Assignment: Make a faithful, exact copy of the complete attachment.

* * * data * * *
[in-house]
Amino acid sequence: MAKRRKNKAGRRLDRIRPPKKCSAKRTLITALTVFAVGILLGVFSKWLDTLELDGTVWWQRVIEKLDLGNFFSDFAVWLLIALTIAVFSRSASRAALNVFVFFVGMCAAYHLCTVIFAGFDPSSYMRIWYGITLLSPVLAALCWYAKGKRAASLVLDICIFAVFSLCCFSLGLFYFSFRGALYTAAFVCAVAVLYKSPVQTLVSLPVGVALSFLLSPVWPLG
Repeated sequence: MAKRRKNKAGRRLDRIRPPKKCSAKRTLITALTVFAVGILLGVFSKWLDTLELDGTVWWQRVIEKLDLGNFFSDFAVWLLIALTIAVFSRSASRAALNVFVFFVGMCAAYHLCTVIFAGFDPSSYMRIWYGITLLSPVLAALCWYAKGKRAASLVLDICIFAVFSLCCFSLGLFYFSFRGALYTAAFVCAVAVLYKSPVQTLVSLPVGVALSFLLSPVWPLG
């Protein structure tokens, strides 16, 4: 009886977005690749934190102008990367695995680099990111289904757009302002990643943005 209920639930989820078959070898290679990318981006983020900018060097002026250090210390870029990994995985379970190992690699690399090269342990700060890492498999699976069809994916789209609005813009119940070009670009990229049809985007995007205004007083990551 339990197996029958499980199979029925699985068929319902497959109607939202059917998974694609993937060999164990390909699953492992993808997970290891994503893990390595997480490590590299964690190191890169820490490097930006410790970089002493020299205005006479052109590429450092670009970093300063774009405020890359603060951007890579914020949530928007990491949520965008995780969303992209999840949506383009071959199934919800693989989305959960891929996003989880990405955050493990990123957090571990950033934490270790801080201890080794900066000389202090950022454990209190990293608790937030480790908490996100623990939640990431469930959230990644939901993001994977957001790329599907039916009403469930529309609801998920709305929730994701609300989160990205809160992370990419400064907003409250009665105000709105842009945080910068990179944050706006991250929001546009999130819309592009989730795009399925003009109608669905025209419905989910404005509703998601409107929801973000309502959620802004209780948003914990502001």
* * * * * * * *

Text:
[in-house]
Amino acid sequence: MAKRRKNKAGRRLDRIRPPKKCSAKRTLITALTVFAVGILLGVFSKWLDTLELDGTVWWQRVIEKLDLGNFFSDFAVWLLIALTIAVFSRSASRAALNVFVFFVGMCAAYHLCTVIFAGFDPSSYMRIWYGITLLSPVLAALCWYAKGKRAASLVLDICIFAVFSLCCFSLGLFYFSFRGALYTAAFVCAVAVLYKSPVQTLVSLPVGVALSFLLSPVWPLG
Repeated sequence: MAKRRKNKAGRRLDRIRPPKKCSAKRTLITALTVFAVGILLGVFSKWLDTLELDGTVWWQRVIEKLDLGNFFSDFAVWLLIALTIAVFSRSASRAALNVFVFFVGMCAAYHLCTVIFAGFDPSSYMRIWYGITLLSPVLAALCWYAKGKRAASLVLDICIFAVFSLCCFSLGLFYFSFRGALYTAAFVCAVAVLYKSPVQTLVSLPVGVALSFLLSPVWPLG
């Protein structure tokens, strides 16, 4: 009886977005690749934190102008990367695995680099990111289904757009302002990643943005 209920639930989820078959070898290679990318981006983020900018060097002026250090210390870029990994995985379970190992690699690399090269342990700060890492498999699976069809994916789209609005813009119940070009670009990229049809985007995007205004007083990551 339990197996029958499980199979029925699985068929319902497959109607939202059917998974694609993937060999164990390909699953492992993808997970290891994503893990390595997480490590590299964690190191890169820490490097930006410790970089002493020299205005006479052109590429450092670009970093300063774009405020890359603060951007890579914020949530928007990491949520965008995780969303992209999840949506383009071959199934919800693989989305959960891929996003989880990405955050493990990123957090571990950033934490270790801080201890080794900066000389202090950022454990209190990293608790937030480790908490996100623990939640990431469930959230990644939901993001994977957001790329599907039916009403469930529309609801998920709305929730994701609300989160990205809160992370990419400064907003409250009665105000709105842009945080910068990179944050706006991250929001546009999130819309592009989730795009399925003009109608669905025209419905989910404005509703998601409107929801973000309502959620802004209780948003914990502001």